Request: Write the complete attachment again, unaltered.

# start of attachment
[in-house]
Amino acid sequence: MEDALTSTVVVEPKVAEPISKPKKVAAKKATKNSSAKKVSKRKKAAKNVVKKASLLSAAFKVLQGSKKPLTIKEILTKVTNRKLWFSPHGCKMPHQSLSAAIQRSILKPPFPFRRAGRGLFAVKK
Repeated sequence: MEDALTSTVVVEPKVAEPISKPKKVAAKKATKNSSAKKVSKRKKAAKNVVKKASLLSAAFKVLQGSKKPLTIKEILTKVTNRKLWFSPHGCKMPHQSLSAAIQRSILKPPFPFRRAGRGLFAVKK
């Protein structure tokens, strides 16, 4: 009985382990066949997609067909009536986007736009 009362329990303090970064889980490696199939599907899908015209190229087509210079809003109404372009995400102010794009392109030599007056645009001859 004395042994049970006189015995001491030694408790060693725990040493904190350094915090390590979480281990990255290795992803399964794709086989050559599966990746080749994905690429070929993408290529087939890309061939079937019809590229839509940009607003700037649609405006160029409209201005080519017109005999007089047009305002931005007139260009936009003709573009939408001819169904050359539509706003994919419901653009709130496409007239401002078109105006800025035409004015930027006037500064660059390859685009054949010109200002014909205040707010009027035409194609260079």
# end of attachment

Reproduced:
[in-house]
Amino acid sequence: MEDALTSTVVVEPKVAEPISKPKKVAAKKATKNSSAKKVSKRKKAAKNVVKKASLLSAAFKVLQGSKKPLTIKEILTKVTNRKLWFSPHGCKMPHQSLSAAIQRSILKPPFPFRRAGRGLFAVKK
Repeated sequence: MEDALTSTVVVEPKVAEPISKPKKVAAKKATKNSSAKKVSKRKKAAKNVVKKASLLSAAFKVLQGSKKPLTIKEILTKVTNRKLWFSPHGCKMPHQSLSAAIQRSILKPPFPFRRAGRGLFAVKK
């Protein structure tokens, strides 16, 4: 009985382990066949997609067909009536986007736009 009362329990303090970064889980490696199939599907899908015209190229087509210079809003109404372009995400102010794009392109030599007056645009001859 004395042994049970006189015995001491030694408790060693725990040493904190350094915090390590979480281990990255290795992803399964794709086989050559599966990746080749994905690429070929993408290529087939890309061939079937019809590229839509940009607003700037649609405006160029409209201005080519017109005999007089047009305002931005007139260009936009003709573009939408001819169904050359539509706003994919419901653009709130496409007239401002078109105006800025035409004015930027006037500064660059390859685009054949010109200002014909205040707010009027035409194609260079």